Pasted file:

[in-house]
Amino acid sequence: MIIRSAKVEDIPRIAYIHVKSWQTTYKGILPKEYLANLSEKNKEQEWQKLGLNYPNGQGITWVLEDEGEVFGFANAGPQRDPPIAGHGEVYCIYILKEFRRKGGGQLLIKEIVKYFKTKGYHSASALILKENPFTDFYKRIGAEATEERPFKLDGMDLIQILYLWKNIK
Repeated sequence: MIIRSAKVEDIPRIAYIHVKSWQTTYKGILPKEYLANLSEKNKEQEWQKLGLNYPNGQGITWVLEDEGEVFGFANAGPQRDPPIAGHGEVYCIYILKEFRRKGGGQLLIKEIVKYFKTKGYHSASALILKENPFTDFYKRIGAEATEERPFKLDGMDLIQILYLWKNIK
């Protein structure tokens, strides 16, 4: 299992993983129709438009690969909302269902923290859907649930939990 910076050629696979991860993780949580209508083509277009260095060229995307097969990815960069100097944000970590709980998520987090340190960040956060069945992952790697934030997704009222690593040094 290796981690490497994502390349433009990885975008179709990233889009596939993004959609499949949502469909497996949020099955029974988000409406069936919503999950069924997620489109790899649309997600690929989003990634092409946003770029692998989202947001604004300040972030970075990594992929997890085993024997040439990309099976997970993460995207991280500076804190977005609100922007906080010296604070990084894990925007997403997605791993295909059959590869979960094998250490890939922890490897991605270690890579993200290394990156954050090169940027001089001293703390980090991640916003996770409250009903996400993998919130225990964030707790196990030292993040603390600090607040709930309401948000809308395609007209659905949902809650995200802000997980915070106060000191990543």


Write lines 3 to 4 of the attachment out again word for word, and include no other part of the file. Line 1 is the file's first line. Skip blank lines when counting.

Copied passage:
Repeated sequence: MIIRSAKVEDIPRIAYIHVKSWQTTYKGILPKEYLANLSEKNKEQEWQKLGLNYPNGQGITWVLEDEGEVFGFANAGPQRDPPIAGHGEVYCIYILKEFRRKGGGQLLIKEIVKYFKTKGYHSASALILKENPFTDFYKRIGAEATEERPFKLDGMDLIQILYLWKNIK
């Protein structure tokens, strides 16, 4: 299992993983129709438009690969909302269902923290859907649930939990 910076050629696979991860993780949580209508083509277009260095060229995307097969990815960069100097944000970590709980998520987090340190960040956060069945992952790697934030997704009222690593040094 290796981690490497994502390349433009990885975008179709990233889009596939993004959609499949949502469909497996949020099955029974988000409406069936919503999950069924997620489109790899649309997600690929989003990634092409946003770029692998989202947001604004300040972030970075990594992929997890085993024997040439990309099976997970993460995207991280500076804190977005609100922007906080010296604070990084894990925007997403997605791993295909059959590869979960094998250490890939922890490897991605270690890579993200290394990156954050090169940027001089001293703390980090991640916003996770409250009903996400993998919130225990964030707790196990030292993040603390600090607040709930309401948000809308395609007209659905949902809650995200802000997980915070106060000191990543």